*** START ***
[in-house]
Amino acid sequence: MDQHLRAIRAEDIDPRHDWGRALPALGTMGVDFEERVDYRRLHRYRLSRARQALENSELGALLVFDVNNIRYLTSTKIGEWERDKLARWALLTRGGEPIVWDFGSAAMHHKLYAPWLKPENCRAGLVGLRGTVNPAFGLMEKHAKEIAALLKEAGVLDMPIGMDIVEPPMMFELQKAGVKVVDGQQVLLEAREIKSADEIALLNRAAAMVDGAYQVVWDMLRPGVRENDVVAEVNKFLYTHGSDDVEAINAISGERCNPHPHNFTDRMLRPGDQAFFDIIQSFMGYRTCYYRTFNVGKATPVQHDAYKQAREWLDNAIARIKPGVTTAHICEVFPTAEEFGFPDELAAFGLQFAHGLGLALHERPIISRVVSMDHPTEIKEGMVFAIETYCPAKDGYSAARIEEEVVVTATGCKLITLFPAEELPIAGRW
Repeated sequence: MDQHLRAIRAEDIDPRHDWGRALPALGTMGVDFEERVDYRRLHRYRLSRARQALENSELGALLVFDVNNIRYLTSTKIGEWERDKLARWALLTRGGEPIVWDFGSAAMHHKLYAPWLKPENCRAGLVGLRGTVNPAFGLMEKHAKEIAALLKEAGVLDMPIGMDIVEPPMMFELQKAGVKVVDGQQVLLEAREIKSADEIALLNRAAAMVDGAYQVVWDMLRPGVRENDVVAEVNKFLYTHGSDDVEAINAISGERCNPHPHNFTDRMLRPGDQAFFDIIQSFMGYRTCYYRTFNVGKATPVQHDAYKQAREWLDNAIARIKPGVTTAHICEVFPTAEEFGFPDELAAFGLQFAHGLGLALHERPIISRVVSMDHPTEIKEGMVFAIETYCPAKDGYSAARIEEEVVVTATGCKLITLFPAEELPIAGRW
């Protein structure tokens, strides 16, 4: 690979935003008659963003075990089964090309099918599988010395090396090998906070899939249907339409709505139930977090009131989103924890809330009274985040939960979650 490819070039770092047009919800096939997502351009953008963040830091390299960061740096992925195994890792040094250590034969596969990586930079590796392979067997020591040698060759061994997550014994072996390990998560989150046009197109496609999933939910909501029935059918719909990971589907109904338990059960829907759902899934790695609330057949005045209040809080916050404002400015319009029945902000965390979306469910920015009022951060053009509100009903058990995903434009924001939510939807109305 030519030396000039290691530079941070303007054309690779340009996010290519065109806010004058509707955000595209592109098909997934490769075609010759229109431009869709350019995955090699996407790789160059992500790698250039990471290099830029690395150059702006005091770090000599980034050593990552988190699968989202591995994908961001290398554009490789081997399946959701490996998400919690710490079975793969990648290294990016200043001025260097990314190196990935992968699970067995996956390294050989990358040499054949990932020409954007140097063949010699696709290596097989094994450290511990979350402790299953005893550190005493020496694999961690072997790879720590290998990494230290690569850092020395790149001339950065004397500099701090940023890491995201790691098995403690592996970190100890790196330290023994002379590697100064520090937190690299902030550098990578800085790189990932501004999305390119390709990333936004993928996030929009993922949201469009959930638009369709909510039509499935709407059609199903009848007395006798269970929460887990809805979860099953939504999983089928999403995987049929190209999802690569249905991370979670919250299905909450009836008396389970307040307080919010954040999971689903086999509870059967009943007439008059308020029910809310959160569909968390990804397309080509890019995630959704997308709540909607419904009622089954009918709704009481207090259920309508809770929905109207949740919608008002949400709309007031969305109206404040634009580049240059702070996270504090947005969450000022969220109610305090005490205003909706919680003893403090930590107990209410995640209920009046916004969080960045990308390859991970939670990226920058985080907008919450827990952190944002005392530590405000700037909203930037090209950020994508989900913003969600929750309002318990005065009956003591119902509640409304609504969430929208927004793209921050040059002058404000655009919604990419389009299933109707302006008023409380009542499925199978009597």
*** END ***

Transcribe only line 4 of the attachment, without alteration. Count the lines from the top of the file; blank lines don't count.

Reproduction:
């Protein structure tokens, strides 16, 4: 690979935003008659963003075990089964090309099918599988010395090396090998906070899939249907339409709505139930977090009131989103924890809330009274985040939960979650 490819070039770092047009919800096939997502351009953008963040830091390299960061740096992925195994890792040094250590034969596969990586930079590796392979067997020591040698060759061994997550014994072996390990998560989150046009197109496609999933939910909501029935059918719909990971589907109904338990059960829907759902899934790695609330057949005045209040809080916050404002400015319009029945902000965390979306469910920015009022951060053009509100009903058990995903434009924001939510939807109305 030519030396000039290691530079941070303007054309690779340009996010290519065109806010004058509707955000595209592109098909997934490769075609010759229109431009869709350019995955090699996407790789160059992500790698250039990471290099830029690395150059702006005091770090000599980034050593990552988190699968989202591995994908961001290398554009490789081997399946959701490996998400919690710490079975793969990648290294990016200043001025260097990314190196990935992968699970067995996956390294050989990358040499054949990932020409954007140097063949010699696709290596097989094994450290511990979350402790299953005893550190005493020496694999961690072997790879720590290998990494230290690569850092020395790149001339950065004397500099701090940023890491995201790691098995403690592996970190100890790196330290023994002379590697100064520090937190690299902030550098990578800085790189990932501004999305390119390709990333936004993928996030929009993922949201469009959930638009369709909510039509499935709407059609199903009848007395006798269970929460887990809805979860099953939504999983089928999403995987049929190209999802690569249905991370979670919250299905909450009836008396389970307040307080919010954040999971689903086999509870059967009943007439008059308020029910809310959160569909968390990804397309080509890019995630959704997308709540909607419904009622089954009918709704009481207090259920309508809770929905109207949740919608008002949400709309007031969305109206404040634009580049240059702070996270504090947005969450000022969220109610305090005490205003909706919680003893403090930590107990209410995640209920009046916004969080960045990308390859991970939670990226920058985080907008919450827990952190944002005392530590405000700037909203930037090209950020994508989900913003969600929750309002318990005065009956003591119902509640409304609504969430929208927004793209921050040059002058404000655009919604990419389009299933109707302006008023409380009542499925199978009597």